RARE Daily

FDA Won’t Change Approach to Orphan Exclusivity after Court Ruling

January 24, 2023

The U.S. Food and Drug Administration published a notification in the Federal Register that said it will comply with the federal court’s ruling in a case over its application of the Orphan Drug Act, but will continue to tie the scope of orphan drug exclusivity to the indication or uses for which a drug is approved.

Photo: FDA Commissioner Robert Califf

The agency has not recognized orphan exclusivity for any product since November 2021 and has left uncertain the status of orphan exclusivity for these products following a ruling at the end of September from the U.S. Court of Appeals for the Eleventh Circuit.

Catalyst won FDA approval for its drug Firdapse in late 2018 to treat adults with LEMS and set the annual list price of the drug at $375,000. The FDA then approved Jacobus Pharmaceutical’s Ruzurgi for pediatric patients age 6 to 16. Both Firdapse and Ruzurgi are amifampridine and Catalyst charged that in approving Jacobus’ drug, it violated its right to orphan drug exclusivity, which prohibits the FDA from approving the same drug for the same indication for a period of seven years.

Jacobus priced its LEMS pill at just under half the cost of a similar dosage of Catalyst’s pill. Catalyst charged that the FDA’s approval of Ruzurgi was an illegal regulatory workaround of its seven years of exclusivity for Firdapse. While a drug approved for pediatric use can be prescribed off-label for adults, a drug approved for adult use cannot be prescribed for pediatric patients under the Orphan Drug Act as well as other provisions.

Catalyst sued the FDA saying the agency illegally approved Ruzurgi, but a U.S. district court dismissed the suit in October 2020 saying that that the phrase in the statute “same disease or condition” was ambiguous. The U.S. Court of Appeals for the Eleventh Circuit, however, reversed the decision, finding that the statute was clear when it said “same disease or condition.” It found Catalyst orphan drug exclusivity prevented Jacobus from winning approval for all indications and uses for LEMS.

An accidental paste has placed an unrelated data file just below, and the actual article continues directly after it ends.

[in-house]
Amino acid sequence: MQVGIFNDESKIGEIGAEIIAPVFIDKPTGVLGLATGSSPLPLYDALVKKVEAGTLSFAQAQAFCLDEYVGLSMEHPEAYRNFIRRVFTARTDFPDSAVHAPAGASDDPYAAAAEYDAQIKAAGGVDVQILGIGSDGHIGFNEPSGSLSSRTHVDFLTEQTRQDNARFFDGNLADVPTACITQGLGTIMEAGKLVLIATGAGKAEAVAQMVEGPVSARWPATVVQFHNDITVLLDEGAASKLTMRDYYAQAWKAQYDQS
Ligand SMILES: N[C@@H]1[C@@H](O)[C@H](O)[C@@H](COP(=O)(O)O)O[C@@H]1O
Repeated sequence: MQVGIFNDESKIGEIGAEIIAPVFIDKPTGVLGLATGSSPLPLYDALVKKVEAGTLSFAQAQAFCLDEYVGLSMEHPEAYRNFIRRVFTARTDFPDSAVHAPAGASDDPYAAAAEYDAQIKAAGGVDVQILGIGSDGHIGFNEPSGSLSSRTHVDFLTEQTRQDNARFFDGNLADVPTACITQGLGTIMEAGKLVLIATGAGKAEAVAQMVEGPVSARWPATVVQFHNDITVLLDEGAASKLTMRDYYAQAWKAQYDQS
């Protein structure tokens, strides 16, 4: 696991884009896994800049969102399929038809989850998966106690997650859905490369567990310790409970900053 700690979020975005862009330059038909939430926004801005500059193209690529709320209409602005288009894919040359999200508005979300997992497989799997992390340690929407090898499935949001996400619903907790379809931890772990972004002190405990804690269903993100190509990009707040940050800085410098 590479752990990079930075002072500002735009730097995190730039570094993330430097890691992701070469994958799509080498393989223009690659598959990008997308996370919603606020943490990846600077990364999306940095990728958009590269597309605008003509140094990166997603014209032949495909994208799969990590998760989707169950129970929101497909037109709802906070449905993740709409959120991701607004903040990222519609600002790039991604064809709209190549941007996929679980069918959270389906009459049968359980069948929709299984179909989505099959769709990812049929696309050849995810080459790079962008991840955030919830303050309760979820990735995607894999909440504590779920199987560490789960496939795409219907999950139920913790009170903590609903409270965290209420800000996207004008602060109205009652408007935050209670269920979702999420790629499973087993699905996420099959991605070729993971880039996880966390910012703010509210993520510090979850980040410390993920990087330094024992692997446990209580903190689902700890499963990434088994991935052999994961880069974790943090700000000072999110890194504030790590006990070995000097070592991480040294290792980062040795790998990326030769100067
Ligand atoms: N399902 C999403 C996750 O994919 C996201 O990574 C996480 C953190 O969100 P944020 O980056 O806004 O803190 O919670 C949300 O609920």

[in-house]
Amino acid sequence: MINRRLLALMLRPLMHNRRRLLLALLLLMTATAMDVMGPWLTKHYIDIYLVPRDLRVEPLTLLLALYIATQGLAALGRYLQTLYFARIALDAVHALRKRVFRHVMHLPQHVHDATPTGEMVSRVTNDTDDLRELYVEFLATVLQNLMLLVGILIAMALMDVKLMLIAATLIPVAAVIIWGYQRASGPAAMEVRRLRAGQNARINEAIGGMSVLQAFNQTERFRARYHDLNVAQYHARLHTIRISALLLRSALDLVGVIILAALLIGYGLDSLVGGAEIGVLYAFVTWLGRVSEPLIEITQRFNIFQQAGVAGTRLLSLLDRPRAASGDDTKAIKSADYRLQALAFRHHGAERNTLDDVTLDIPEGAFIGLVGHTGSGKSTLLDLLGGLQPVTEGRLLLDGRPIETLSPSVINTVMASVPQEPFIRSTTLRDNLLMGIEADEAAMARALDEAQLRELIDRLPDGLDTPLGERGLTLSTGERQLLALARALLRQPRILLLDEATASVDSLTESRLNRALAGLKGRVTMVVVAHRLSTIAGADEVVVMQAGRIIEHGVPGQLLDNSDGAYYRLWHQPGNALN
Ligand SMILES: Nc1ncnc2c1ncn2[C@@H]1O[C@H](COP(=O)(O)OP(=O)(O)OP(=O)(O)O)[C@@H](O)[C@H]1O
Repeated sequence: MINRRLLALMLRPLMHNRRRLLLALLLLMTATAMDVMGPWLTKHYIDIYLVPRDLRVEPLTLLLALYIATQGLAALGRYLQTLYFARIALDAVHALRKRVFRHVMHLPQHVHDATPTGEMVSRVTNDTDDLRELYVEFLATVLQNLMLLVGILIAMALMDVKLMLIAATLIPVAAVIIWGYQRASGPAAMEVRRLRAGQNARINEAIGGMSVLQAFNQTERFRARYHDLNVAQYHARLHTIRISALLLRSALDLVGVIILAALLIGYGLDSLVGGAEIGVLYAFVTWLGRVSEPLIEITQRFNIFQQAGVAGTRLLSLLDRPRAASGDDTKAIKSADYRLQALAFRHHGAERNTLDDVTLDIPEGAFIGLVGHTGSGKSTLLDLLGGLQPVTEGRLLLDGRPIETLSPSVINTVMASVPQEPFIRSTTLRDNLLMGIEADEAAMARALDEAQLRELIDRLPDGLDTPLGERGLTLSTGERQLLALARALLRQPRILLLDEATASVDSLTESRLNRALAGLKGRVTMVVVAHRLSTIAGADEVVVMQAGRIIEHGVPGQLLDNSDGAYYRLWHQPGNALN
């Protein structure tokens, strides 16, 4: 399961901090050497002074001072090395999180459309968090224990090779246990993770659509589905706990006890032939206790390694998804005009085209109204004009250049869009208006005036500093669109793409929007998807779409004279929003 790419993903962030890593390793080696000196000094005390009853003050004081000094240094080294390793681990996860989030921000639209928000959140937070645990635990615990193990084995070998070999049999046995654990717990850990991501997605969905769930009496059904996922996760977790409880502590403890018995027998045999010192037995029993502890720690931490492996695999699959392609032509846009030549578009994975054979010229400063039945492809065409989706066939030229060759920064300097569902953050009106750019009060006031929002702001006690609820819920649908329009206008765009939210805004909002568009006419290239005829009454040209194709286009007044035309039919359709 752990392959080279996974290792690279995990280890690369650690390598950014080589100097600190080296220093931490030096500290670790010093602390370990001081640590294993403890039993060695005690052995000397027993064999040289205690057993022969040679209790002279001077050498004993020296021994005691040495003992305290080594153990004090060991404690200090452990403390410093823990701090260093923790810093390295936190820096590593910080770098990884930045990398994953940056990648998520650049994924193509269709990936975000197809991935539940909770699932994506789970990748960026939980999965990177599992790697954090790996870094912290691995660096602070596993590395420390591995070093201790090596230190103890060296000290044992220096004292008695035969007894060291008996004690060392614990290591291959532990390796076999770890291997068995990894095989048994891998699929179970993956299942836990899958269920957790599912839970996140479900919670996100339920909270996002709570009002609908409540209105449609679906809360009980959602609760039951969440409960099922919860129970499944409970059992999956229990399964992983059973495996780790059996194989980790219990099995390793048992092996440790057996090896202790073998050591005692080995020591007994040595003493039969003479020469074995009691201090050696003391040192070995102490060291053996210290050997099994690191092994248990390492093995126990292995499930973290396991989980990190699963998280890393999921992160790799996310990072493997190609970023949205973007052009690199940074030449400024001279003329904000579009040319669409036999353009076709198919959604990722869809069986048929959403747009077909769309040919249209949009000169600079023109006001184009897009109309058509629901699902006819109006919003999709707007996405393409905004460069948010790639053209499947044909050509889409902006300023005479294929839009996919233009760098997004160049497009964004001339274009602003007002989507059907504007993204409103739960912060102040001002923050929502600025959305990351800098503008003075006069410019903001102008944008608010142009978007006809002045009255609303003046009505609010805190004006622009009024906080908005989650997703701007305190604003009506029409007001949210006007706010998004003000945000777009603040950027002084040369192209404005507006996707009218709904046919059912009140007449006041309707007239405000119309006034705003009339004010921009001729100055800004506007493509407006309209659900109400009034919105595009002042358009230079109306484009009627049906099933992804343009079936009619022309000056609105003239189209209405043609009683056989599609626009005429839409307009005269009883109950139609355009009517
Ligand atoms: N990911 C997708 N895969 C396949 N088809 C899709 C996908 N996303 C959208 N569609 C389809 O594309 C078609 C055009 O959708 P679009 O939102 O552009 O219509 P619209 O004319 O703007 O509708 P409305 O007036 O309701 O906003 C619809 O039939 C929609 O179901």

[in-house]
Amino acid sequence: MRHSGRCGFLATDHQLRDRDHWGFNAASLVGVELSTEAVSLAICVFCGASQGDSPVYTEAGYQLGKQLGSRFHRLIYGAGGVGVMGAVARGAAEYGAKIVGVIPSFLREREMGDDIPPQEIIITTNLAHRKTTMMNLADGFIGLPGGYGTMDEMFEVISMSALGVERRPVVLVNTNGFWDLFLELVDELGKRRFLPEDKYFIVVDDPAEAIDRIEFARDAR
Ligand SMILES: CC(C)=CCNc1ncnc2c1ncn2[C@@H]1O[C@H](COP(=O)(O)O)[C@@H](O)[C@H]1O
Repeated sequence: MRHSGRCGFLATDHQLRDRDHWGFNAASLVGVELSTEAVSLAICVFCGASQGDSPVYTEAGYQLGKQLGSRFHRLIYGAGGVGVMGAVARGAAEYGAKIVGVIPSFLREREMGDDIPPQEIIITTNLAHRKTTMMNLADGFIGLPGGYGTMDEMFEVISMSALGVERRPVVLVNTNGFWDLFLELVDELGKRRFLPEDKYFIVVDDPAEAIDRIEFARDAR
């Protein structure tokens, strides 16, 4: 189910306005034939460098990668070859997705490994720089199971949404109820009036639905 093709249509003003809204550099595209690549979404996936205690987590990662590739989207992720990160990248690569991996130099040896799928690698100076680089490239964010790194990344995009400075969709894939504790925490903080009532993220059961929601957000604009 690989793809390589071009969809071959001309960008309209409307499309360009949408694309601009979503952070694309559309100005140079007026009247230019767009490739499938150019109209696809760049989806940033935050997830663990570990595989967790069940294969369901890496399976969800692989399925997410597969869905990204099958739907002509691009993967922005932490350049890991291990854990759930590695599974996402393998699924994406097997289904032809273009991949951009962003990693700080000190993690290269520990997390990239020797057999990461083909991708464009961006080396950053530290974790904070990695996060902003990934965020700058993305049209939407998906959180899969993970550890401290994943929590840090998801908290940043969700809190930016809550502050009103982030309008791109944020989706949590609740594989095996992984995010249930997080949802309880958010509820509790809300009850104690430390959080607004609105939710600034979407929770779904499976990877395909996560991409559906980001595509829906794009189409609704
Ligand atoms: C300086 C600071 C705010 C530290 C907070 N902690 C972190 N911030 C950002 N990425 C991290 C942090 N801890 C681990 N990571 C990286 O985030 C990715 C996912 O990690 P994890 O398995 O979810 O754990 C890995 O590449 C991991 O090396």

The FDA said it issued the statement in the Federal Register to address the “uncertainty” created by the ruling in the Catalyst case. While it is honoring the court’s ruling in the Catalyst case, it is not applying the decision more broadly. Instead, it will continue to apply orphan drug exclusivity more narrowly than the court’s interpretation.

“FDA continues to believe that the statutory text does not unambiguously require that orphan-drug exclusivity extend to the entire disease or condition for which a drug received orphan-drug designation if the drug is only approved for some uses within that disease or condition,” the agency said in its notice. “Further, FDA believes that its statutory interpretation embodied in its regulations best advances the Orphan Drug Act’s purposes, appropriately balancing the need to incentivize the development of drugs for rare diseases and conditions with the need to provide patient access to orphan drugs.”

Author: Rare Daily Staff

Stay Connected

Sign up for updates straight to your inbox.